by Fidel Narváez, Consortium News:
Fidel Narváez was in the court in London for the majority of the hearings and offers this comprehensive summary.
At the end of the hearings that seek to extradite journalist Julian Assange to the United States, on Oct. 1, his defense team should have felt triumphant. Because with more than 30 witnesses and testimonies, throughout the whole month of September, they gave a beating to the prosecution representing the U.S.
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If the case in London were decided solely on justice, as it should in a state based on law, this battle would have been won by Assange.
However, this “trial of the century” is, above all, a political trial, and there remains the feeling that the ruling was made beforehand, regardless of the law.
The court kicked off on Sept. 7 with hundreds of protesters outside, in contrast with the restrictions that the court imposed inside — in what is the most important case against the freedom of expression in an entire generation.
It only permitted the entry of five people on the list of “family members,” and five people from the public, who were put in an adjacent room, where they were barely able to follow the video transmission.
The judge, Vanessa Baraitser, who is overseeing the case, without a convincing reason cut the access to the video stream that had previously been authorized to nearly 40 human rights organizations and international observers, including Amnesty International, Reporters Without Borders and PEN International.
Each day, starting at 5 am, selfless activists stood in line so that observers like Reporters Without Borders, for example, could enter and take one of the five available seats. Thanks to them, and to family members of Assange, I was able to be in court to attend the majority of the hearings.
Julian himself was also woken up, every day, at 5 am and, naked and handcuffed, subjected to humiliating inspections and x-ray scans, before being put into a police car and crossing through London traffic for more than an hour and a half.
At 10 a.m., when court was finally in session, Julian had already endured five hours of insult, before being put in a glass cage for the rest of the day.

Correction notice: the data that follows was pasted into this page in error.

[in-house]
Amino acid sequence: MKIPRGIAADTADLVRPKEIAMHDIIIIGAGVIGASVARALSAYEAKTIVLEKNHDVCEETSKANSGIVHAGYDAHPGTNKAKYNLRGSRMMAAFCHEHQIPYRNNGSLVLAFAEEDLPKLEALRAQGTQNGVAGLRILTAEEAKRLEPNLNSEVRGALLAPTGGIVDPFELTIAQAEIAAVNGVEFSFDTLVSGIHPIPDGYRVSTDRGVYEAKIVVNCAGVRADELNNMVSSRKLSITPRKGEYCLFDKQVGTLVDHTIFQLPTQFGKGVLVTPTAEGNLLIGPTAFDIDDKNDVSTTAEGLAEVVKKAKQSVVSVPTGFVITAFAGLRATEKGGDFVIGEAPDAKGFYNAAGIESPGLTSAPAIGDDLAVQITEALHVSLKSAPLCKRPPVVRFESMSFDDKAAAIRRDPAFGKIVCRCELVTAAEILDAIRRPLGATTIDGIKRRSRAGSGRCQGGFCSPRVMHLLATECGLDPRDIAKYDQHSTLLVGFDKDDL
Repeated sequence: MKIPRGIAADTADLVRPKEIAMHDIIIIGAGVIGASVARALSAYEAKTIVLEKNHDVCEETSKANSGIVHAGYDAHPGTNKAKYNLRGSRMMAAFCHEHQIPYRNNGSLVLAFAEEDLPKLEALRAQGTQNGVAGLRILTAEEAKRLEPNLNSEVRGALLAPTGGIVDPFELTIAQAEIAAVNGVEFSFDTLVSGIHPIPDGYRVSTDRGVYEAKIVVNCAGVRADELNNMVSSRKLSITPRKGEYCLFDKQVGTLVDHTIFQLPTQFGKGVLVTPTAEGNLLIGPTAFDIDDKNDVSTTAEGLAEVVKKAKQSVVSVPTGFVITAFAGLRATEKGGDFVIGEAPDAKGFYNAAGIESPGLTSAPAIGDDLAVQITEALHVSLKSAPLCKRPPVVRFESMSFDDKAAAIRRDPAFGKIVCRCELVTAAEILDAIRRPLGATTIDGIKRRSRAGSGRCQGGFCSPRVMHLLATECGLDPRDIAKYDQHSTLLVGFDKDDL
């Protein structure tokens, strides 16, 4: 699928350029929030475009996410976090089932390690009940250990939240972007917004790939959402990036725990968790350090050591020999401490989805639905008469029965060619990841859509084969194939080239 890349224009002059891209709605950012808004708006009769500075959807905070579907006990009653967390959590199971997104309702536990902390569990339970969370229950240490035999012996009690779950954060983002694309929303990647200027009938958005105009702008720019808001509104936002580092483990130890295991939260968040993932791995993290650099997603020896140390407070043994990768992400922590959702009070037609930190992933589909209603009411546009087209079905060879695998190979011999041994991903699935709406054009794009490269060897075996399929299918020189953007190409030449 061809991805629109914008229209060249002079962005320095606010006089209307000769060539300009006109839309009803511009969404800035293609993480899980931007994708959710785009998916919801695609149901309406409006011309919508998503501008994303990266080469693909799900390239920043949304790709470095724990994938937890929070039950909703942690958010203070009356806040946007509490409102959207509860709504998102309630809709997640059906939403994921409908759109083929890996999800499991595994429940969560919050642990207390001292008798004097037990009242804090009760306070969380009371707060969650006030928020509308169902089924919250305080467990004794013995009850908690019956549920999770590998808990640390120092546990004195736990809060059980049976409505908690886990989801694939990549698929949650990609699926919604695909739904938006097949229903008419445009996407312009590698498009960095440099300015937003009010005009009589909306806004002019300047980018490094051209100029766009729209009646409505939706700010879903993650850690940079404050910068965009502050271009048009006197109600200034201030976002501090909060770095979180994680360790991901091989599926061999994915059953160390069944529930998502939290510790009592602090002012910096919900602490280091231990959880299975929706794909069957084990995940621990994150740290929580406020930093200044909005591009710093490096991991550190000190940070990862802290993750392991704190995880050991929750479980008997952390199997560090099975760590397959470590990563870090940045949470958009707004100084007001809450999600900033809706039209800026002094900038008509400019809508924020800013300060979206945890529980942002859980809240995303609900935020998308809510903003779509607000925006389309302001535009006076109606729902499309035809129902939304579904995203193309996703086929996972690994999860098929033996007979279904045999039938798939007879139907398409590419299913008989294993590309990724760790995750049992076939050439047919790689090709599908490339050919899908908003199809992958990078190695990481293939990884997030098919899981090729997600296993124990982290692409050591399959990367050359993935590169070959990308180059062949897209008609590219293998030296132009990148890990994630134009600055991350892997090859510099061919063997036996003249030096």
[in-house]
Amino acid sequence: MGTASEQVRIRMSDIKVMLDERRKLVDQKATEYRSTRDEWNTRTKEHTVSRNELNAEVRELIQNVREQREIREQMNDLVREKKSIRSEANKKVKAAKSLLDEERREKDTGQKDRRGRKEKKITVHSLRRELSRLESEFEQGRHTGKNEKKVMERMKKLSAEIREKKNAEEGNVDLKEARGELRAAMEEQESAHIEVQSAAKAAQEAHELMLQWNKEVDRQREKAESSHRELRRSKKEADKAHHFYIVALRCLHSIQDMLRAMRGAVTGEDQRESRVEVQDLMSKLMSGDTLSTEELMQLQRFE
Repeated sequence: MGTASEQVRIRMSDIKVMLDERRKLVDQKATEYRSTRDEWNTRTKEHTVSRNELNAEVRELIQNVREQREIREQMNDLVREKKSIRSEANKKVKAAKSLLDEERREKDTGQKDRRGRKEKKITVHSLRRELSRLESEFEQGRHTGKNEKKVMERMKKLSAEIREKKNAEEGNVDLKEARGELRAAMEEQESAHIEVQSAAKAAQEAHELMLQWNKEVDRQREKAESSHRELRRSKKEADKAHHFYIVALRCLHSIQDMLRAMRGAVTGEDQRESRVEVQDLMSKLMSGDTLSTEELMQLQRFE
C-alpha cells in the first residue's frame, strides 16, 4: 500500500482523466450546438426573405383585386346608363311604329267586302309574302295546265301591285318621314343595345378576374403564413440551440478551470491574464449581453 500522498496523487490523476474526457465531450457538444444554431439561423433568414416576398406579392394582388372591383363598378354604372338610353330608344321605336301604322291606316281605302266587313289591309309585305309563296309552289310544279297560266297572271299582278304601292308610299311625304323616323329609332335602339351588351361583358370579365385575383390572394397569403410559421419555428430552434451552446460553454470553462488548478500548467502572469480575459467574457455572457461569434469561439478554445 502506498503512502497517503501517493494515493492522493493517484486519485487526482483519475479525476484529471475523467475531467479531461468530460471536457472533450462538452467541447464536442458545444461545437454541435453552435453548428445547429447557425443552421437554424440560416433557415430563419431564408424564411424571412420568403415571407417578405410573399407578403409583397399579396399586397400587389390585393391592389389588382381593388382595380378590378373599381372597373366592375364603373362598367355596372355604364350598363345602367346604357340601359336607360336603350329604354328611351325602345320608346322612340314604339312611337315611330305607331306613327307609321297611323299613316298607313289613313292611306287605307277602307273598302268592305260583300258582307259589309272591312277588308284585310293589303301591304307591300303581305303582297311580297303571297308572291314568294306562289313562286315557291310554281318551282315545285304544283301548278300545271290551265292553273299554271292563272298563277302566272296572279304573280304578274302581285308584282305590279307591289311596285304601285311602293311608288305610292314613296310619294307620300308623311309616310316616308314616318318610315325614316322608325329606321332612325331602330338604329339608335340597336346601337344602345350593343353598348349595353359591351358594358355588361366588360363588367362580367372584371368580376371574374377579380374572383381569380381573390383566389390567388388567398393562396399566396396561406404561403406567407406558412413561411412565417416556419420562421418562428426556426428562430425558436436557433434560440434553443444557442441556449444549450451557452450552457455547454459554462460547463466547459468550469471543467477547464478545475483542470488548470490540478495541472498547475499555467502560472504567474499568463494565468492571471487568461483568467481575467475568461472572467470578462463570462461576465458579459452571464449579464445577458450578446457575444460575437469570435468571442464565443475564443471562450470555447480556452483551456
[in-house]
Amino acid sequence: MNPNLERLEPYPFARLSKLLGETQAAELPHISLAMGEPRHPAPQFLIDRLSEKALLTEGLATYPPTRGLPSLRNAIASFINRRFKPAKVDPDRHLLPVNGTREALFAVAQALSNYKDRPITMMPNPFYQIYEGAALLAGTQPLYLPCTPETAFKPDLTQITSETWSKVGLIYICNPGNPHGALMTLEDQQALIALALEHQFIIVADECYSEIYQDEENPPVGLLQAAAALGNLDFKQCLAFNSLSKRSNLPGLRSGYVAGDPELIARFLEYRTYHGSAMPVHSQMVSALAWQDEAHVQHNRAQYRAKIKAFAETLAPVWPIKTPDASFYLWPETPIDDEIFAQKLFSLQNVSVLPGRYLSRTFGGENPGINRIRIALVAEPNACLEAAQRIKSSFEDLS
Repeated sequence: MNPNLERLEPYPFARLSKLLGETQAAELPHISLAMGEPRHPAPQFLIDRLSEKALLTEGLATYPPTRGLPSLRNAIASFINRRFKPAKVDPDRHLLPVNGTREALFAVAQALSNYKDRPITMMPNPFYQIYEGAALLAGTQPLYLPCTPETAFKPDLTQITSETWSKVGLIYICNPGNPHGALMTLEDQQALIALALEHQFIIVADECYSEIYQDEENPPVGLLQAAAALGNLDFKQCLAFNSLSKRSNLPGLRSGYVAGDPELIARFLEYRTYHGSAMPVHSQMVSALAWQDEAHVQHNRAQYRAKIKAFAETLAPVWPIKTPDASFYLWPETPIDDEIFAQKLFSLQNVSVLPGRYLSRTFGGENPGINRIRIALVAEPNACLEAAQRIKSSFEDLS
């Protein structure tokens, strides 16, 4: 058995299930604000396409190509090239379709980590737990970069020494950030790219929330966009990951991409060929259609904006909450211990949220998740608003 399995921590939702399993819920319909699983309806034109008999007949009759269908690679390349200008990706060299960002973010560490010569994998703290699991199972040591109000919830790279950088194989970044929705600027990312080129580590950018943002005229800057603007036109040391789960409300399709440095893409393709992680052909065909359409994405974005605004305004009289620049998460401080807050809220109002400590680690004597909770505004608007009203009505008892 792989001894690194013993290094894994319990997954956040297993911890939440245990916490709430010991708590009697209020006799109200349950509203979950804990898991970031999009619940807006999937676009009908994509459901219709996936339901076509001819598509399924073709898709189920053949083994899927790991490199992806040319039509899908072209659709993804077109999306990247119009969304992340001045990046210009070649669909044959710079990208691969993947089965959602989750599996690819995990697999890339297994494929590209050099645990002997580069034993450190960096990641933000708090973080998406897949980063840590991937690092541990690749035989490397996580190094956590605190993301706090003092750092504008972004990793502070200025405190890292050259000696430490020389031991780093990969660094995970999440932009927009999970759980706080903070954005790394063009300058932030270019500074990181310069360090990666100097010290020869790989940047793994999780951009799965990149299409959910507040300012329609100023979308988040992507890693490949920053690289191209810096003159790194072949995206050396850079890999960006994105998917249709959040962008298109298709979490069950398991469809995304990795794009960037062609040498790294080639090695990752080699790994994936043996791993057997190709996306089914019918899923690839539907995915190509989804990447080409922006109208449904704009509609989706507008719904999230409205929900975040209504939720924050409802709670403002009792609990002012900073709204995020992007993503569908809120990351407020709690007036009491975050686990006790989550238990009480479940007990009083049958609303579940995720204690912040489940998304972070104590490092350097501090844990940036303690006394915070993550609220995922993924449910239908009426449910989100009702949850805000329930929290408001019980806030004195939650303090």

To communicate with his lawyers, Julian had to get on his knees to talk to them through a slit in the cage, just a few meters away from the ears of the prosecution’s attorneys — something that clearly violates due process.
The defense began by requesting deferment of the hearings, in light of the fact that the U.S. had filed a new extradition request at the last minute, with new accusations that not Assange himself was able to look over.
In the previous six months, Julian had practically no access to his lawyers. The judge, however, rejected any deferment.
The defense had based its strategy on proving that the legal process was being abused in many interrelated ways. In this extensive summary, allow me to explain 10 reasons that I identified as important factors against the extradition.
1) The accusation is for a “political crime,” which is not subject to extradition. Publishing classified, and truthful, information is not a crime.
Julian Assange would be prosecuted under the Espionage Act of the United States for a political “crime,” which is excluded from the extradition agreements between the United Kingdom and U.S.
The U.S. attorney general’s office has furthermore said that Assange, as a foreigner, would not be able to exercise the right of the First Amendment. That is to say, punishments apply to foreigners in the U.S., but not legal protections.
The director of the Freedom of the Press Foundation, Trevor Timm, told the court that the extradition of Assange would be the “end of national security journalism” because it would criminalize all reporters who receive secret documents.
He criticized the accusation that having a SecureDrop is a crime, as The Guardian, The Washington Post, The New York Times, and more than 80 other news organization, including the International Consortium of Investigative Journalists, also currently use SecureDrop.
Timm said the Department of Justice has a political orientation, that the prosecution cannot decide who is a journalist and who is not, and that the charges against Assange “would radically rewrite” the First Amendment.
This was also affirmed in the written testimony by the director of the Knight First Amendment Institute at Columbia University, Jameel Jaffer, who insisted that the accusation against Assange is meant to discourage journalism that is essential for democracy, and represents a grave threat to the freedom of the press.
The professor of journalism and former investigative reporter Mark Feldstein testified that leaks are a “vital element” of journalism, that the collection of classified information is a “standard operating procedure” for journalists, and that WikiLeaks’ publications are constitutionally protected.
The U.S. lawyer Eric Lewis, a former law professor at Georgetown University, noted that the Obama administration had finally decided not to try Assange because of what is known as “The New York Times problem” — that is to say, there was not a way to prosecute him for publishing classified information without the same principle applying to many other journalists.
Lewis testified that the Trump administration had put pressure on prosecutors from the Eastern District of Virginia, and cited a New York Times article that referenced Matthew Miller, the former Justice Department spokesman under Obama, who warned the case could establish a precedent that threatens all journalists.